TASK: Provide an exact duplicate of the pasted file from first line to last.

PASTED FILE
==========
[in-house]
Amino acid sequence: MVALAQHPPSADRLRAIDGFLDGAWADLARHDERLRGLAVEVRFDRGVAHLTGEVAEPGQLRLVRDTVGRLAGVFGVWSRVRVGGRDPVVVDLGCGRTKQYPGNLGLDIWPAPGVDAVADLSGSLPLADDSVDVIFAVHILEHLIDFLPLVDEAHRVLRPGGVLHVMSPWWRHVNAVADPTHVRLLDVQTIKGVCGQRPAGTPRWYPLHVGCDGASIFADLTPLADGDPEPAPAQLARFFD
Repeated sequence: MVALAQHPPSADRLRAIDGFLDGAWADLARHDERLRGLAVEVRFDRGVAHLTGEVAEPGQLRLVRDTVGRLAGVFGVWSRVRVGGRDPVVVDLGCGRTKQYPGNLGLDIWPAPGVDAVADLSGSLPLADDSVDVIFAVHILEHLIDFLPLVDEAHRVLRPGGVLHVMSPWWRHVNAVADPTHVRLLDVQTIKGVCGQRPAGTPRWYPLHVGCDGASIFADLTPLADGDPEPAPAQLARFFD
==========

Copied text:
[in-house]
Amino acid sequence: MVALAQHPPSADRLRAIDGFLDGAWADLARHDERLRGLAVEVRFDRGVAHLTGEVAEPGQLRLVRDTVGRLAGVFGVWSRVRVGGRDPVVVDLGCGRTKQYPGNLGLDIWPAPGVDAVADLSGSLPLADDSVDVIFAVHILEHLIDFLPLVDEAHRVLRPGGVLHVMSPWWRHVNAVADPTHVRLLDVQTIKGVCGQRPAGTPRWYPLHVGCDGASIFADLTPLADGDPEPAPAQLARFFD
Repeated sequence: MVALAQHPPSADRLRAIDGFLDGAWADLARHDERLRGLAVEVRFDRGVAHLTGEVAEPGQLRLVRDTVGRLAGVFGVWSRVRVGGRDPVVVDLGCGRTKQYPGNLGLDIWPAPGVDAVADLSGSLPLADDSVDVIFAVHILEHLIDFLPLVDEAHRVLRPGGVLHVMSPWWRHVNAVADPTHVRLLDVQTIKGVCGQRPAGTPRWYPLHVGCDGASIFADLTPLADGDPEPAPAQLARFFD